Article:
By late 1979 the musical mix of post punk and new wave was dominating the UK charts, whilst ‘the second wave of ska’ was also fast becoming part of the Top 40 countdown that by now, I was obsessed with. Of course there was dross too, but when isn’t there? Maybe there has to be the crap to fully appreciate the good stuff. If there’s one thing Thatcher can be credited with it’s inspiring a multitude of musicians, poets, and social commentators to wax lyrical; to pour scorn through their chosen medium.
Well, I was yet to read poetry or any literature beyond Smash Hits, Melody Maker or the NME, but one band who were a major part of my cultural learning, of my awareness of social, political and class issues were The Specials. Their eponymous debut album was a masterpiece, and would still rank as one of my favourite albums of all time.
Produced by Elvis Costello and released on Jerry Dammers’ 2-Tone label, The Specials was a dance mix of ska and punk; a brilliant homage to their musical heroes including covers of Dandy Livingstone, Toots & The Maytals and Prince Buster whilst capturing perfectly the angst and energy as well as inspiring the youth of the day. Unlike debut albums from Madness and The Beat (brief 2Tone label-mates) the album never veered towards pop, instead the social messages were as persistent as the ska rhythms. At 13 I was totally naive, but my eyes, ears and dreams were being opened up and fuelled by provocative, radical visuals and lyrics.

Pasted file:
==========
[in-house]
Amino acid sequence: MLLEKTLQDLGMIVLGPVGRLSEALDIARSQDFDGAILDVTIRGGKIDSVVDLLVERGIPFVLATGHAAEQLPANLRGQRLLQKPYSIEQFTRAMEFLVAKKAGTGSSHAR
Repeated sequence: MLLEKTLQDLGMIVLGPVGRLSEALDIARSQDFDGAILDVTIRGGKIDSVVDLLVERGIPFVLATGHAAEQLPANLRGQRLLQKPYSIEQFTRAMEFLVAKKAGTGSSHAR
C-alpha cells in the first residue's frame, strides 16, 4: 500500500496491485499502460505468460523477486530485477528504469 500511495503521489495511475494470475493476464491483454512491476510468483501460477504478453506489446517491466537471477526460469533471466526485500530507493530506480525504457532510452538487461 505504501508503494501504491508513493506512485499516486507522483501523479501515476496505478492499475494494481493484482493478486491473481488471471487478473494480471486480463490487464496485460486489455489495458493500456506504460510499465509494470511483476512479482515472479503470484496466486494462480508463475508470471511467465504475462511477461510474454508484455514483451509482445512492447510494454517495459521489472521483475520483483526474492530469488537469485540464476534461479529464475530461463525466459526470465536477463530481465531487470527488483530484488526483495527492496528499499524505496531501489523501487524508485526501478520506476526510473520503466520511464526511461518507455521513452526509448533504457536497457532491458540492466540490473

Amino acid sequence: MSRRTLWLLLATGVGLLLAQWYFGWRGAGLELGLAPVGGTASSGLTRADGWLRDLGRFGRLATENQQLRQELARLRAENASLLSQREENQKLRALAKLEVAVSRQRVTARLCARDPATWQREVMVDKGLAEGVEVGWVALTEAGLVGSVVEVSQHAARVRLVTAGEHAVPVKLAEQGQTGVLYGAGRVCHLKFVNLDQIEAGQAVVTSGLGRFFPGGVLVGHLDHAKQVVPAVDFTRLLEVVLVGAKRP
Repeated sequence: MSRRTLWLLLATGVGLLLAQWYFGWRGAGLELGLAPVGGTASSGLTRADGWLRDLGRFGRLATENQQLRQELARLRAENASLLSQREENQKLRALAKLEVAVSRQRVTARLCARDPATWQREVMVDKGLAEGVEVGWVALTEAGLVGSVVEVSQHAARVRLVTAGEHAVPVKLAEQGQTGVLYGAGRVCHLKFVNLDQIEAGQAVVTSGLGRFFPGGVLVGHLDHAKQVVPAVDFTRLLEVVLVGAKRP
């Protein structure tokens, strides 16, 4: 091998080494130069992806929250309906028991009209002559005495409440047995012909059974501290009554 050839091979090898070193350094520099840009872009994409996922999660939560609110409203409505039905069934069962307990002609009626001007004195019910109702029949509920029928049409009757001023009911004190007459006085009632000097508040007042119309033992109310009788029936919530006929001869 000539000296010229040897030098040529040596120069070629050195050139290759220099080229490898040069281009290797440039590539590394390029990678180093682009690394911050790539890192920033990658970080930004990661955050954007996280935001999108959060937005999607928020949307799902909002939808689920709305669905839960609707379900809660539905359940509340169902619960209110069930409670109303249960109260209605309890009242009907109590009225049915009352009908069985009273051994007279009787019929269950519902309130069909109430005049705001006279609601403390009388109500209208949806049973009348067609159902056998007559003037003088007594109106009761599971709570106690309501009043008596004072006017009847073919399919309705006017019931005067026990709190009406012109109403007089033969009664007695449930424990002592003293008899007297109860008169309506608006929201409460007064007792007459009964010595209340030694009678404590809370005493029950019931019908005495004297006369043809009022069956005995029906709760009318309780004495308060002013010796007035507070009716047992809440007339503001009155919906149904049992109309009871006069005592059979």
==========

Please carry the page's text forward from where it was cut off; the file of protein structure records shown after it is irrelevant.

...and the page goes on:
Political correctness did not exist in ’79 and the album is full of piss-taking and social spikes that seem wonderfully sharp compared to today’s banality, not that The Specials wouldn’t have given a shit anyway.
“I won’t dance in a club like this / all the girls are slags and the beer tastes just like piss” – Nite Club
“The only things you want to see are kitch / the only thing you want to be is rich / your little pink up-pointed nose begins to twitch / I know, you know, you’re just a little bitch” – Little Bitch.
Welcome to being a teenager. The Specials packed a mighty live punch and whilst I had to wait over thirty years to see them live, this album alone was enough to last three decades.